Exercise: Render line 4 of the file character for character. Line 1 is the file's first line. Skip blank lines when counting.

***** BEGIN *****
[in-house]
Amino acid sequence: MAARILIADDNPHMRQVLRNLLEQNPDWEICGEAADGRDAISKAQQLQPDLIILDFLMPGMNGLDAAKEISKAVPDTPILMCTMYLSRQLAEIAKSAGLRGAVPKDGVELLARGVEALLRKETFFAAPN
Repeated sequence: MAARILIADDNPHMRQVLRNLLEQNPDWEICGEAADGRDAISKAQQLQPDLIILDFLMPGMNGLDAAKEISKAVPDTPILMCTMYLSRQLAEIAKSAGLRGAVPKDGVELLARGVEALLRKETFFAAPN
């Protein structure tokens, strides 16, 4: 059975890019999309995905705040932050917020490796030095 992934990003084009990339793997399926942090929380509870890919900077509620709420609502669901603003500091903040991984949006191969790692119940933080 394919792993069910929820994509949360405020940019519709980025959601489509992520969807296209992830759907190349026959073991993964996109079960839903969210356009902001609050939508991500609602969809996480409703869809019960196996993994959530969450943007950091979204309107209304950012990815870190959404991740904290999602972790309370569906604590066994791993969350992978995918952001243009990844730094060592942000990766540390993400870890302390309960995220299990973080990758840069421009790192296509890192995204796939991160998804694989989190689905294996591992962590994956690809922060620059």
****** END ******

């Protein structure tokens, strides 16, 4: 059975890019999309995905705040932050917020490796030095 992934990003084009990339793997399926942090929380509870890919900077509620709420609502669901603003500091903040991984949006191969790692119940933080 394919792993069910929820994509949360405020940019519709980025959601489509992520969807296209992830759907190349026959073991993964996109079960839903969210356009902001609050939508991500609602969809996480409703869809019960196996993994959530969450943007950091979204309107209304950012990815870190959404991740904290999602972790309370569906604590066994791993969350992978995918952001243009990844730094060592942000990766540390993400870890302390309960995220299990973080990758840069421009790192296509890192995204796939991160998804694989989190689905294996591992962590994956690809922060620059």